Matildas fans may not have to wait long to see them back in a major tournament with Football Australia to fight with Saudi Arabia for the rights to the 2026 Women’s Asian Cup.
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Football Australia will be hoping the Matildas’ exploits at the Women’s World Cup will see the nation beat emerging superpower Saudi Arabia to host the 2026 Women’s Asian Cup.
Football Australia chief executive James Johnson has announced his intention to bid for the 2034 FIFA Men’s World Cup, but he is also aiming for greater visibility for the women’s national team.
After the Matildas were knocked out in the semi-finals of their home tournament by England on Wednesday, the FA’s attention will now turn to hosting further competition on Australian shores.
James Johnson’s organization have been ambitious in their desire to bid for the rights to host the Men’s World Cup in 2034 and the revamped Club World Cup in 2029.
The Aussies could once again have the opportunity to cheer on the Matildas at home very soon with Football Australia bidding for the 2026 Women’s Asian Cup
Millions of passionate Australian fans turned out to support the Matildas at games and live venues across Australia, while viewership numbers hit record highs.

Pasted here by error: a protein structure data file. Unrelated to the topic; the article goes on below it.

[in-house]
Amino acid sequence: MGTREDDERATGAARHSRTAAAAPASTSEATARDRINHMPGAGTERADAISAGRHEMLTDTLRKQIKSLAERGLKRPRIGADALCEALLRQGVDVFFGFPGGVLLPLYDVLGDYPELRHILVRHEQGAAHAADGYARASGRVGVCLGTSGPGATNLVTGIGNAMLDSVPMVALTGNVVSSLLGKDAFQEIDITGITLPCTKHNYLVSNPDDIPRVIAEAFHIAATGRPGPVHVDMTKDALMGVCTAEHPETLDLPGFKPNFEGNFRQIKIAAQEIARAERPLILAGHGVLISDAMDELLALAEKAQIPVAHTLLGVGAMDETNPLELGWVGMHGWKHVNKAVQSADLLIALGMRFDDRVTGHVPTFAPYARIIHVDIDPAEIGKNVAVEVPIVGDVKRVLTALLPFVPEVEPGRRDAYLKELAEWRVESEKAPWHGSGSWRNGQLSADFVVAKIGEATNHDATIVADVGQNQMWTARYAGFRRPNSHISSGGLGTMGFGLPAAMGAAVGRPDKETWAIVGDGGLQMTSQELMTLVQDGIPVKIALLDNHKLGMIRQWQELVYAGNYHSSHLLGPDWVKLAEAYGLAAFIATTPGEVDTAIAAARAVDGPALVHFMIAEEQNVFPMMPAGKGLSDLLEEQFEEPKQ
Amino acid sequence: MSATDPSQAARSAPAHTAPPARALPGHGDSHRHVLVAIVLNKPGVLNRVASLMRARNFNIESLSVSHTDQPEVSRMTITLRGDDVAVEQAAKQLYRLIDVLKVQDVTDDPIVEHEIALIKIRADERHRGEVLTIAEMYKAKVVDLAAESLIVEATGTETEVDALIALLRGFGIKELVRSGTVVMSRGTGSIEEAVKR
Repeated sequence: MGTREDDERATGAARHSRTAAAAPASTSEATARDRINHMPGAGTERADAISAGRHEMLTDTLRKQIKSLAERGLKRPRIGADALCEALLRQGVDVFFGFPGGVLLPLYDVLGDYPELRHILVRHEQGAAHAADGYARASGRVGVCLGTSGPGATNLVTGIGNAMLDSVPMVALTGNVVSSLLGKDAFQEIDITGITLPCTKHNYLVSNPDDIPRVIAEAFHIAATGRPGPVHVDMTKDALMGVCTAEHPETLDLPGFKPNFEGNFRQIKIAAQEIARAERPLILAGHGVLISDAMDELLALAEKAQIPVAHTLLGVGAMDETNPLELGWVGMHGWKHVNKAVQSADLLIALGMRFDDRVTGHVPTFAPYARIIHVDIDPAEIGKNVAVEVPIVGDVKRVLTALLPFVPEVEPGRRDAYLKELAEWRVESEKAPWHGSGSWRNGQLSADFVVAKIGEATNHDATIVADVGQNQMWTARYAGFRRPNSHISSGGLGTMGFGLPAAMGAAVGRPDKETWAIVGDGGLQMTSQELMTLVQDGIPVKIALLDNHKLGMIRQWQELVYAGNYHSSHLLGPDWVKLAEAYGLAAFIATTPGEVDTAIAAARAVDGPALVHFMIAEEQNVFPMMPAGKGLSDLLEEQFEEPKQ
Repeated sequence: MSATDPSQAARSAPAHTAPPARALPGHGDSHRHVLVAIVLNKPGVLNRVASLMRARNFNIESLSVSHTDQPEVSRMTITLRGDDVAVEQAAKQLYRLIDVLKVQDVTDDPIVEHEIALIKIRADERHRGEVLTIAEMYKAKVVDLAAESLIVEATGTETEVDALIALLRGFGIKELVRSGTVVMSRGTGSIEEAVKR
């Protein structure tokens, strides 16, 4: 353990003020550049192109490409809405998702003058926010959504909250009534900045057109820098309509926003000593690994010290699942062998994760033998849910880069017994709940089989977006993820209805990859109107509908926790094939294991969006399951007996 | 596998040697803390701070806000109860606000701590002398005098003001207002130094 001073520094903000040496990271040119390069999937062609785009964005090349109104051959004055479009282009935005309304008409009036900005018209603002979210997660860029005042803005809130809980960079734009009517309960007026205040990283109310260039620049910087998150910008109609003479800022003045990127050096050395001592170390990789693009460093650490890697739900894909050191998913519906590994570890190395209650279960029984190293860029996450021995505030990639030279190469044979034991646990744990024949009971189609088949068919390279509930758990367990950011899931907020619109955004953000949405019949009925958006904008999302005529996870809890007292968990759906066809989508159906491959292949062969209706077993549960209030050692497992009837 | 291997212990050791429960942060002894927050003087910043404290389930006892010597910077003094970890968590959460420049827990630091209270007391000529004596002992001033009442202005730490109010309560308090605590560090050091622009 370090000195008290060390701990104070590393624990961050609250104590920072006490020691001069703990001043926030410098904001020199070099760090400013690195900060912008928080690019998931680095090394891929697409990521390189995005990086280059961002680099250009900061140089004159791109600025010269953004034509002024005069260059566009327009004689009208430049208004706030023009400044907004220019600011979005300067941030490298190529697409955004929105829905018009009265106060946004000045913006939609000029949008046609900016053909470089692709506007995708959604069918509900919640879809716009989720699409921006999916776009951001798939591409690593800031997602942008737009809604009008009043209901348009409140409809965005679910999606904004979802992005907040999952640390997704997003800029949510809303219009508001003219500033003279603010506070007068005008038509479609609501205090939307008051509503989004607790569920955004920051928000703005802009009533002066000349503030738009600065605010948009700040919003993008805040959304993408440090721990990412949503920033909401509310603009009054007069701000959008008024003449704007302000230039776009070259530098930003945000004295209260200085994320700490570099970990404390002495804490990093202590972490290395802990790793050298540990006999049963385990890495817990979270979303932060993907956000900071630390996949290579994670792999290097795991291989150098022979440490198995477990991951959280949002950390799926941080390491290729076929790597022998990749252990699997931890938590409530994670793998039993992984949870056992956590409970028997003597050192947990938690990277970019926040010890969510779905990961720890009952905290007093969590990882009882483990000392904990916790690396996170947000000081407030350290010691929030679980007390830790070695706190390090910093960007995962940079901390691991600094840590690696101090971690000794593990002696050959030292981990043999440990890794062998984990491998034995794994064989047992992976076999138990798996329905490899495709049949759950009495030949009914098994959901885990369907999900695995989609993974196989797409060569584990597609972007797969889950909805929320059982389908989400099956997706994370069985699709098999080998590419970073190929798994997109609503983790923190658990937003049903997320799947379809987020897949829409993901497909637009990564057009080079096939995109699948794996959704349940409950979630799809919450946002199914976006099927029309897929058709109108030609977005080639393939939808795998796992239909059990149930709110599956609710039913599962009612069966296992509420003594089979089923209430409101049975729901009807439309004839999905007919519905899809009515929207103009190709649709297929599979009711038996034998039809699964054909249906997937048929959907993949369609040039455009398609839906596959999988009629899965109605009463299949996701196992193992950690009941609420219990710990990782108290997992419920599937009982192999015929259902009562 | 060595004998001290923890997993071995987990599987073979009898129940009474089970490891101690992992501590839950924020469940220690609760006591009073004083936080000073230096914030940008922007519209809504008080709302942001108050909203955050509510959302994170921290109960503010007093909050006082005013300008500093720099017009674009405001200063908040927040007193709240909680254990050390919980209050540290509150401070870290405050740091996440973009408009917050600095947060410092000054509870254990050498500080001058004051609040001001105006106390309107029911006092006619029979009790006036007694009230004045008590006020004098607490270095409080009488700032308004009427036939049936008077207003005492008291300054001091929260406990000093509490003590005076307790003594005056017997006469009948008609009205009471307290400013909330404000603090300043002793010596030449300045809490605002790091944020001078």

But the Women’s Asian Cup in 2026 is shaping up to be a much more feasible proposition for the FA after record crowds and viewing figures at this year’s World Cup.
“(A successful bid) would extend that window for major growth in the Australian game which is really turbocharged by the women’s game,” Johnson told AAP.
“There’s a lot of logic in this bid, it’s calculated because women’s football is growing rapidly around the world and especially in Australia.”
“We have seen the success of the Matildas in this World Cup and we know that when we hosted the Asian Cup in 2015 it was a great success.
“We take this seriously and we’re working with state and federal governments to make sure we have the right support to push this through.”
Johnson will not only have to convince politicians to make his dream a reality, he will also face fierce opposition within the Asian Football Confederation (AFC).
The Matildas showed that top-flight women’s football has a huge fan base in Australia as they head to their first Women’s World Cup semi-final.
James Johnson chats with Matildas head coach Tony Gustavsson after their heartbreaking semi-final loss
Uzbekistan has officially expressed its interest, as have the Saudis, who are positioning themselves as a key player in world football.
The oil-rich state bought Premier League club Newcastle United in 2021 and managed to lure Cristiano Ronaldo, Sadio Mane and Neymar to their top flight.
Saudi Arabia’s women’s national team only played their first FIFA-sanctioned game in February last year.
“They’ve had tremendous growth and the administration is doing great things there,” Johnson said.
“Our competitive advantage is twofold, we can put our money in place by putting on the best Women’s World Cup ever – we are a safe pair of hands and a safe bet.”
“There is obviously a link between the success of a competition and the performance of the hosts and the Matildas are a top world team, who will do very well in the Asian Cup.”